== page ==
They Aren’t Following You Because You Are TOO Positive

Posted: July 9, 2009 in Leadership

What?!?!?  Just saying that seems whack.  But it’s true.  I see leaders do it all the time.  They try to put a smile on every situation and circumstance…even when the situation is clearly terrible. They spin everything for the positive even if it is clearly negative.  They avoid at all costs reporting the sad facts even if they are apparent to everyone.  And every failure or defeat is communicated as a spiritual “victory,” if at the very least “the Lord is opening up other opportunities.”

There are several reasons why leaders do this:

  • An attempt to preserve morale
  • Trying to cease a contagious spirit of discouragement/and or fear
  • Pride that doesn’t want to expose and admit an area of weakness or failure
  • Some truly see the world with such rose-tinted lenses that sunshine, puppies, and apple pie have obfuscated their vision from seeing the negative reality of anything!

Before long, you lose credibility.  People no longer believe you.  Everything you say is suspect and a counter-voice of reason and reality is sought after.  Soon, people are no longer following your lead.  Not because they don’t like you, they don’t appreciate you, they don’t love you – but because you are so Pollyanna in mind and perspective that the honest reality of the church’s situation (or business, or organization) can’t be clearly negotiated by you!  You are in fact – TOO positive; TOO optimistic.

This is what I like about Admiral Jim Stockdale.  He was the highest ranking United States military officer serving as a POW in the infamous “Hanoi Hilton.” He was tortured over 20 times in his eight year imprisonment from 1965 – 1973.  While a POW he set up systems of communication with his fellow POW’s that allowed them to communicate with each other; he instituted rules of torture knowing no one could resist torture indefinitely so enacted a system that allowed a prisoner after x amount of minutes to offer a set amount of information.  Along the way, he discovered the key to survival is through a paradox (that now bears his name).

The Stockdale Pardox: Retain faith that you will prevail in the end, regardless of the difficulties AND at the same time confront the most brutal facts of your current reality, whatever they might be.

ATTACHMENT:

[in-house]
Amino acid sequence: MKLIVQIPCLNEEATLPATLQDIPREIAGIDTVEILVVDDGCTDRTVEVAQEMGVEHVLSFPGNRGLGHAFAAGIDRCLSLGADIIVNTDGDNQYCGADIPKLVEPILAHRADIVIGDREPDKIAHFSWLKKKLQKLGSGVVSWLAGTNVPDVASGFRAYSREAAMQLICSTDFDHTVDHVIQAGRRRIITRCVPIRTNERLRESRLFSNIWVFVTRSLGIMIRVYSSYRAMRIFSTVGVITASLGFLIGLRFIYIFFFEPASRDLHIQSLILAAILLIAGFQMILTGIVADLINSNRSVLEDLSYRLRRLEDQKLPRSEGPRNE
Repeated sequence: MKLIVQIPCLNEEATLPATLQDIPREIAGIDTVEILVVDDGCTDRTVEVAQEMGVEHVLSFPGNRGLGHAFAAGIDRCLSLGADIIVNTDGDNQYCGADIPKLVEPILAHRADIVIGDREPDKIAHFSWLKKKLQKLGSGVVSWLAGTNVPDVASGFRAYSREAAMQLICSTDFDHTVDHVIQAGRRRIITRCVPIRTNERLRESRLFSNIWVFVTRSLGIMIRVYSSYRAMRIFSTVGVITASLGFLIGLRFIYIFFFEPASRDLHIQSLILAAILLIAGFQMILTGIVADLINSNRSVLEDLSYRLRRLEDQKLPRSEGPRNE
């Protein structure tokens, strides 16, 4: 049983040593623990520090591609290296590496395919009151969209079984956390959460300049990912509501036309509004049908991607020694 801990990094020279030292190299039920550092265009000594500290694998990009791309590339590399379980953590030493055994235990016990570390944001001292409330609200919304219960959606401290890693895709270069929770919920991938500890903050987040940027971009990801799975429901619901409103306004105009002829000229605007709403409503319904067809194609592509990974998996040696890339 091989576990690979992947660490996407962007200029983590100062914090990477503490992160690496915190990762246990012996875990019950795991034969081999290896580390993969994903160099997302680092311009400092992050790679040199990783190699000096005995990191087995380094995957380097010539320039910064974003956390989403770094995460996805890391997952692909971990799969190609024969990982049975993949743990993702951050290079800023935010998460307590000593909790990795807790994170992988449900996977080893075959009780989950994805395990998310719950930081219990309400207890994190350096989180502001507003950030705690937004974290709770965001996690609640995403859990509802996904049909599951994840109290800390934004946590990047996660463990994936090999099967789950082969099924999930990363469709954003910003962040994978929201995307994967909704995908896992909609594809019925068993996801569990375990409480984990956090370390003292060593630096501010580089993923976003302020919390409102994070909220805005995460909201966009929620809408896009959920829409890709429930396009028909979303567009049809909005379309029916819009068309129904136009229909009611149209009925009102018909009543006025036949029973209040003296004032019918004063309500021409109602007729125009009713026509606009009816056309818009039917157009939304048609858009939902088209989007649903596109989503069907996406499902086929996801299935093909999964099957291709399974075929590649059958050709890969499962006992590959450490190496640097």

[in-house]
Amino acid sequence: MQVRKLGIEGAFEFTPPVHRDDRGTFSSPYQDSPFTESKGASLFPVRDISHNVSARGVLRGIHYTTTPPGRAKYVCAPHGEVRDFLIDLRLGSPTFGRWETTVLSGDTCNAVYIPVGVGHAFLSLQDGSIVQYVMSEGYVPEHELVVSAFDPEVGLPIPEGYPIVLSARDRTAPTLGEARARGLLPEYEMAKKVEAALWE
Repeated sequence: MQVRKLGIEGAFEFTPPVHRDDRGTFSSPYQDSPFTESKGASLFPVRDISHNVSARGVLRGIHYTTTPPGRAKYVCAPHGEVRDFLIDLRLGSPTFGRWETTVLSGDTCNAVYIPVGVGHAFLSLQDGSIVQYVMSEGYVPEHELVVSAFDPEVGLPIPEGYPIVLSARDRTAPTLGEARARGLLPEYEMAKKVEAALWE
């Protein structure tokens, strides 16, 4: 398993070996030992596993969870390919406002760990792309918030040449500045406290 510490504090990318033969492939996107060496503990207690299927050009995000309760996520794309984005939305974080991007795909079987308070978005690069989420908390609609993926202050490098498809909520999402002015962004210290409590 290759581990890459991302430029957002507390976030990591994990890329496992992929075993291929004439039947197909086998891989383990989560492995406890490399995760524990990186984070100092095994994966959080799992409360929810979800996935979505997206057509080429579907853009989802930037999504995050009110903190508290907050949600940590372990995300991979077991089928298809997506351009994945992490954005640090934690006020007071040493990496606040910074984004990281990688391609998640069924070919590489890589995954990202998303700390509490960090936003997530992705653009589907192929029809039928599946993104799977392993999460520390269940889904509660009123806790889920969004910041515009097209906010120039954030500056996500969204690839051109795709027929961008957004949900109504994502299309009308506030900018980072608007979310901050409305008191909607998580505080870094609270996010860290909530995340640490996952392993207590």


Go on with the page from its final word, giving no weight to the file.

When asked who didn’t usually make it as a POW, Stockdale said those who said, “We’re going to be out of here by Christmas.”  Christmas would come and pass.  Then they would say, “We’re going to be out of here by Easter.”  Easter would come and pass.  Those who were naively optimistic didn’t survive.  They died because they were too positive, too optimistic…not in the idea of prevailing, but in their inability to confront the brutal facts of their reality as prisoners of war.  Stockdale, on the other hand, hung on to what could not be denied…in the end, we will prevail regardless of the difficulty.  And at the same time, he knew the brutal facts of what it meant to be a prisoner of war and he confronted those brutal facts –  head on.

It is a difficult things for leaders (and churches, organizations, and businesses) to do – but it is important to confront the brutal facts, whatever they are.  Name them.  Speak them out loud.  Share the statistics.  Don’t hide the truth.  This is where we are…really.  AND AT THE SAME TIME be confident that in spite of the brutal facts – in the end, because of the power available to us in Christ Jesus – we will prevail!

  1. alex says:

    “we will prevail regardless of the difficulty.” Thanks, I needed that.

  2. Sky says:

    Thanks Sam – Good Stuff! Reading it just gave me a new outlook on my day that had gotten off to a bad start.

  3. The Bishop says:

    Very good post. Stockdale was a true American hero. Great man of great courage and character.

  4. […] carry on reading. AKPC_IDS += "640,"; (No Ratings Yet)  Loading … Posted in Leadership | Tagged […]

Leave a Reply

Fill in your details below or click an icon to log in: Logo

You are commenting using your account. Log Out / Change )

Twitter picture

You are commenting using your Twitter account. Log Out / Change )

Facebook photo

You are commenting using your Facebook account. Log Out / Change )

Google+ photo

You are commenting using your Google+ account. Log Out / Change )

Connecting to %s